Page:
Students can estimate population density for each taxon by multiplying the number of individuals per sample by a unit of area (e.g. 1 meter) and then dividing by the fractional part of that unit that was actually sampled.
Example: Suppose there are 36 mites collected in a sample measuring 15 x 15 cm, (225 sq cm = 0.0225 sq m), then there should be (36)(1)/(0.0225) = 1600 mites per sq. meter.
Pool class data and average all values from similar habitats to give a more accurate estimate of population density. Extrapolate this estimate to number/acre or number/hectare by using an appropriate conversion factor:
1 hectare = 10,000 square meters = 2.471 acres 1 acre = 43,560 square feet = 0.4047 hectare
Seven (7) individuals per square foot equals more than 300,000 individuals per acre!
Either raw counts or density estimates can be used to construct ecological pyramids. For a pyramid of numbers, sort the collection into size categories, add the number of individuals in each category, and then draw a horizontal bar graph (like Fig. A) to illustrate the inverse relationship between body size and population density. A trophic pyramid is similar to a pyramid of numbers, but the animals are grouped by their position in the food chain rather than by body size (see Fig. B).
Pyramid of Numbers
Ecologists have devised several numerical methods for comparing the species diversity between two different samples or communities. Jaccard's Index, the simplest of these comparisons, is calculated by dividing the number of species found in both of two samples (j) by the number found in only one sample or the other (r) and then multiplying by 100. This gives a percentage of faunal similarity:
For example, suppose sample #1 has 12 species and sample #2 has 14 species. If only 3 species are common to both samples, then 9+11=20 species are represented in only one of the samples. In this case, Jaccard's Index would equal 3/20 X 100 = 15% similarity.
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Sorensen's Quotient of Similarity (Q/S) is another diversity index that computes the percentage similarity between two samples:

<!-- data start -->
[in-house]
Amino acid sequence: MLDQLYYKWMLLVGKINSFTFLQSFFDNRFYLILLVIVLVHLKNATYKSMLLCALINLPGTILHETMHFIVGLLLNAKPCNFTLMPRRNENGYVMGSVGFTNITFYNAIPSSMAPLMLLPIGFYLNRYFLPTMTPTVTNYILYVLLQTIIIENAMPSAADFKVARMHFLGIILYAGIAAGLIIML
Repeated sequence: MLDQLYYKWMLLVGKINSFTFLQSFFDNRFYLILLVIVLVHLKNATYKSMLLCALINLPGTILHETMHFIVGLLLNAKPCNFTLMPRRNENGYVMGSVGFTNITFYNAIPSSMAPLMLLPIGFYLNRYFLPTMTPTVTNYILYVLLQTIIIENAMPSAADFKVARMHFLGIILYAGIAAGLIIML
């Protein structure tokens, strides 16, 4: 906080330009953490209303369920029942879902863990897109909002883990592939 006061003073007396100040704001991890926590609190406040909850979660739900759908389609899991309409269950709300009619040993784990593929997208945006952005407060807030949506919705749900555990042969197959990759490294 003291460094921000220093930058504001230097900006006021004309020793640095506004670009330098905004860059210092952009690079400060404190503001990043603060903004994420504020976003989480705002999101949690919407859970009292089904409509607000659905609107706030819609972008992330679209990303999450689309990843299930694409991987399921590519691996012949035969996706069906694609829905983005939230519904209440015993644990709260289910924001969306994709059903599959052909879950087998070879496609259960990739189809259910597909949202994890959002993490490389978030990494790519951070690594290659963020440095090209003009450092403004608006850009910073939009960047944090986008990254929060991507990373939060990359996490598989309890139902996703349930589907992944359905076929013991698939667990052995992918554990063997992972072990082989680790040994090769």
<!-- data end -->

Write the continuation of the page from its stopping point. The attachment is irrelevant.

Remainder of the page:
where a is the total number of species in sample #1, b is the number of species in Sample #2, and j is the number of species common to both samples.
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Jaccard's Index and Sorensen's Quotient of Similarity are both rather sensitive to differences in sample size. This problem is less severe in Mountford's Index of Similarity (I) which uses the same three variables (a, b, and j) defined above:
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More information about these diversity indexes can be found in Chapter 2 of The Distribution and Diversity of Soil Fauna by John A. Wallwork (see Bibliography). Most ecology textbooks also have at least one chapter dealing with the numerical methods used in the study of species diversity.
Independent Student Projects
Students can select their own study site and formulate a hypothesis about the effects of some variable on one or more measurable elements of the community structure.
- Study sites might include:
- agricultural fields
- organic farms
- compost piles
- grasslands or pasture communities
- orchard ground cover
- hardwood forest leaf litter
- coniferous forest pine straw
- bogs or swamps (wetlands)
- lawns and golf courses
- Variables might include:
- time of year
- north slope vs. south slope
- road proximity
- flat vs. slope
- physical disruption
- addition of fertilizers or nutrients
- mowing, harvesting, or clear-cutting
- introduce or exclude natural predators
- pesticides (students should not apply, protective clothing must be worn)
- Measurable elements might include:
- Population age structure
- head capsule measurements
- counting body segments in anamorphic organisms
- Species diversity
- use of diversity indexes
- Population density of selected species
- extrapolation of sampling counts
- Rate of development or rate of change
- population dynamics
- Trophic structure
- pyramid of numbers or biomass
- predator-prey relationships
Examples of Student Research Projects:
Example #1 -- Effect of Grazing Cattle on the Population Density of Oribatid Mites in Pastureland
Example #2 -- Density of Millipedes in North and South-facing Slopes
Example #3 -- Sampling at Various Distances from a Highway
Example #4 -- Arthropod Fauna in Different Types of Compost
|Return to The Ground Crew or ENT 591-K HomePage||John R. Meyer|
|Last Updated: 4 January 1998||Department of Entomology|
|NC State University|